Turning Connections into Clients on LinkedIn

By Maria Huggins - October 02, 2018

Confession: On more than one occasion, I've met someone I follow on social media … in real life … and felt like I actually know them. You might roll your eyes and say it's because I'm a Millennial, but I'm not. I'm part of Generation X, the group born between 1965 and 1980. Life is going digital for people of all ages, and it demonstrates an important truth—the way people "meet" one another has changed. Whether you approve or disapprove of the shifting trend, it presents opportunity.

In part one and part two of our series, we covered the basics of how financial advisors can launch a social media presence: why it's important, choosing a platform and how to optimize your presence. Today I'll share tips for becoming active.

Take Your Offline Contacts Online

Whether you're new to social media or just looking to ramp up your presence, you likely have "real life" connections and professional groups to add to your network. And after that? Think outside the box by exploring mutual acquaintances, former colleagues and fellow alums.

Make it a habit to add new connections regularly. One best practice is setting a recurring, weekly appointment to network online with anyone you've recently met. That allows you to solidify relationships before they become stale.

It also makes sense to send a connection request following digital touchpoints—when someone views your profile, when you engage with someone's content or vice versa.

Regardless of how you know the person you're inviting to connect, always personalize the invitation. LinkedIn gives you the option to "Add a Note" when sending a connection request, which allows you to reference what you have in common, or remind that person of how you met.

Provide Value to Your Network

You have two goals: to provide value and to engage your network.

Your long game is to make people want to do business with you—and that requires them to like you, trust you and consider you an expert. This is how relationships are formed in an online world.

Start by opening up your LinkedIn account and scroll through the news feed. What posts catch your eye? What posts make you want to click through to the article or comment on them? I'm guessing they were either educational, entertaining, informational or about a milestone in someone's life. Likewise, that's the type of content you should strive to publish.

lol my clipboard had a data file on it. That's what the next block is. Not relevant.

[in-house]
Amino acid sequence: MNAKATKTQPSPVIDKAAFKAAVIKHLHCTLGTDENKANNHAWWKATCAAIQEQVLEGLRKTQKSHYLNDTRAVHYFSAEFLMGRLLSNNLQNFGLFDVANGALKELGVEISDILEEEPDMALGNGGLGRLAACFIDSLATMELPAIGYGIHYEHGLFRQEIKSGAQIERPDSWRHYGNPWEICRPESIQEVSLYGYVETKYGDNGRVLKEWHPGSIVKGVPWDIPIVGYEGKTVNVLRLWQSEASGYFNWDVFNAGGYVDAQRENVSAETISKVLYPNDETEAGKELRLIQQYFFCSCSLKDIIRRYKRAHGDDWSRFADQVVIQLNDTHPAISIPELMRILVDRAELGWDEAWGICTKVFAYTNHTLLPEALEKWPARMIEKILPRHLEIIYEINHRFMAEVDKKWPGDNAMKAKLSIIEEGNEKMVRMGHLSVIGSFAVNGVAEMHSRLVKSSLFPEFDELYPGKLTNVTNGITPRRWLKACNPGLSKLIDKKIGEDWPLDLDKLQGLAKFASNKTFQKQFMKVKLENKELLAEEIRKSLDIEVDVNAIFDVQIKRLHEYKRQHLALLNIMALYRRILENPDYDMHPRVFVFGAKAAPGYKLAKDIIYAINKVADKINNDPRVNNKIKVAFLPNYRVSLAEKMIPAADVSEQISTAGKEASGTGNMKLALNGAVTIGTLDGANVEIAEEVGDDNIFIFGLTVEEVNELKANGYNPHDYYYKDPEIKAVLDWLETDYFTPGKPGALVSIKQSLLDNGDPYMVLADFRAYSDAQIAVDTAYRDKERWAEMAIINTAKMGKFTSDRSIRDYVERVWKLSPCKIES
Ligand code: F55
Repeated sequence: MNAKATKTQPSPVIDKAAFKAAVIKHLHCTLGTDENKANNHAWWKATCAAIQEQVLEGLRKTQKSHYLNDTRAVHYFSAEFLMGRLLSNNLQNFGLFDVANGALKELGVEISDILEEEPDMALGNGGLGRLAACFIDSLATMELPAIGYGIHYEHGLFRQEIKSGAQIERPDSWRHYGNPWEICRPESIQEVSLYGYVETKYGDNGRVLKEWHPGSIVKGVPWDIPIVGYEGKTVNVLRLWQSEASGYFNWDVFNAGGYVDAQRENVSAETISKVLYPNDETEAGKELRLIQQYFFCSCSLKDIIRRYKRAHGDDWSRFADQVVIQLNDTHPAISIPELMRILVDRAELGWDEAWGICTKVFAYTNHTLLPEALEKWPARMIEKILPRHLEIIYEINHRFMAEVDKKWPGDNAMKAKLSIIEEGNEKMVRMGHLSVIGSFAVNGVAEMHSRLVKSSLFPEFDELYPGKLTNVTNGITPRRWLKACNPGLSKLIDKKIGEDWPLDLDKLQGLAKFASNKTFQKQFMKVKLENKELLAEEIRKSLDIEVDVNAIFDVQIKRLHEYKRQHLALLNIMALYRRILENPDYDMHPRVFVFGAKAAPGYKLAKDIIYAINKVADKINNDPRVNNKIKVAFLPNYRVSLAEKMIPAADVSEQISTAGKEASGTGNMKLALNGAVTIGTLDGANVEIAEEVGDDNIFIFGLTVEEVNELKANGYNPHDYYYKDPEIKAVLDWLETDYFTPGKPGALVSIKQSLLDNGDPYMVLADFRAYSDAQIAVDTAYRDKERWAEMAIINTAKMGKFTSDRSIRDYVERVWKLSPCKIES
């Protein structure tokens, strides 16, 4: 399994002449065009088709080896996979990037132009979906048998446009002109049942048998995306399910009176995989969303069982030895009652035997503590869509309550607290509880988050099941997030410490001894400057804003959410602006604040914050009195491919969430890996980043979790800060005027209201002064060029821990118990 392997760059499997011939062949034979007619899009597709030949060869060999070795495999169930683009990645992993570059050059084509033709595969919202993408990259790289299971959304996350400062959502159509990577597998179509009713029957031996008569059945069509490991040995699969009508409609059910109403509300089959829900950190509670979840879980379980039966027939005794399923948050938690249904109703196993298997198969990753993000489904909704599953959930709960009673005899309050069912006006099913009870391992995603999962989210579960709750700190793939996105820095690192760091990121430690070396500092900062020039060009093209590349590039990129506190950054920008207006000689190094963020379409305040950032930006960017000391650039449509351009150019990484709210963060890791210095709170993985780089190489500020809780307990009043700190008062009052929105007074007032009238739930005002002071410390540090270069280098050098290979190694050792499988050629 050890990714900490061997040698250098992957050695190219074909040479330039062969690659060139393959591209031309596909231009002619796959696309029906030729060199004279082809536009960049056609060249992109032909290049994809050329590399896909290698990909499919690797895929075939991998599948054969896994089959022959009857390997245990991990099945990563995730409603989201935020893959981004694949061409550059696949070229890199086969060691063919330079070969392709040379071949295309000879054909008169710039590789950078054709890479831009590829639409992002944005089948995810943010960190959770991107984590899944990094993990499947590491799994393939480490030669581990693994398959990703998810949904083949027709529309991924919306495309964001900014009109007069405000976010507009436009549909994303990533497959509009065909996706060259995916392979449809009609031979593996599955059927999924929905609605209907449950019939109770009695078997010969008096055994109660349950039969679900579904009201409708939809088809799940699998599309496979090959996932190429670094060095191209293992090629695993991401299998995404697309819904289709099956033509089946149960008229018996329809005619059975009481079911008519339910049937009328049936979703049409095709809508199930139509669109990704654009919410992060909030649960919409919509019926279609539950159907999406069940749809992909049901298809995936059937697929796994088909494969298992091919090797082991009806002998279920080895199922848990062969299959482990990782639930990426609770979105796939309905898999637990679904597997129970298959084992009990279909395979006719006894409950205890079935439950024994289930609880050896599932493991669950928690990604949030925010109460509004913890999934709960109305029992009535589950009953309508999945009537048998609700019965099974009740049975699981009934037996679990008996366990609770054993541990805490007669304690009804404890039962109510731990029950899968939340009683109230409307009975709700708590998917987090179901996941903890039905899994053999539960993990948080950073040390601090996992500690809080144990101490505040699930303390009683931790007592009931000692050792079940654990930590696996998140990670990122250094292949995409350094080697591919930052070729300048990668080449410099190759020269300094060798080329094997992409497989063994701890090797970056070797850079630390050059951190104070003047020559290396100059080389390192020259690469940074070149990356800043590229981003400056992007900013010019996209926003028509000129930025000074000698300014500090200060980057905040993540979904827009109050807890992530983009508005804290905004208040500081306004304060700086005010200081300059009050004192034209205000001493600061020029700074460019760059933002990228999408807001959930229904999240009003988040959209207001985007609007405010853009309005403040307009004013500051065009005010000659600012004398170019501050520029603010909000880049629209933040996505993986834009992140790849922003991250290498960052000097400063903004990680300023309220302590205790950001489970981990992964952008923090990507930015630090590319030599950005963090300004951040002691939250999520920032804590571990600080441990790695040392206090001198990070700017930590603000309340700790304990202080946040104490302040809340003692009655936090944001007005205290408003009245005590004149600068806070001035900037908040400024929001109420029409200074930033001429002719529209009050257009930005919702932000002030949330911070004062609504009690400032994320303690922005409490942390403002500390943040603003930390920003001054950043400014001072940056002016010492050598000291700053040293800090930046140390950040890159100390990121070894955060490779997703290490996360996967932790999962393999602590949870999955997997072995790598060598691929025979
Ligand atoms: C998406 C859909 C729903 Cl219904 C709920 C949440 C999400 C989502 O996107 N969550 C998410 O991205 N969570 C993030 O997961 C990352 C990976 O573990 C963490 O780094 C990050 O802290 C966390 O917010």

There are three topics, however, that advisors should consider avoiding on social media.

  1. Avoid mentioning fund names
  2. Steer clear of providing advice
  3. Don't name specific clients

Actively Engage with Your Connections

In the world of social media, you reap what you sow. Taking a set-it-and-forget-it approach will almost always result in disappointment.

Many people publish and consume information without engaging their connections through likes, comments and shares. Not only does that make your connections less likely to engage with your content, but LinkedIn's algorithm will deprioritize your posts without engagement.

There are also opportunities to engage beyond the news feed. Participate in LinkedIn group discussions and take messages offline when LinkedIn notifies you of a connection's work anniversary, new job or anniversary.

Social media is a long-term play. Just as in your offline life, building relationships and moving prospects through the sales funnel takes multiple touch points. But for advisors willing to put in the time and effort, it can pay dividends.

Maria Huggins
Maria Huggins
Corporate Communications
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    Advisors: Put Social Media to Work for You

    Social media is an invaluable tool for advisors who cater to individual investors. Today we begin a series designed to help you take advantage of the opportunity.

      The opinions expressed are those of American Century Investments (or the portfolio manager) and are no guarantee of the future performance of any American Century Investments' portfolio. This material has been prepared for educational purposes only. It is not intended to provide, and should not be relied upon for, investment, accounting, legal or tax advice.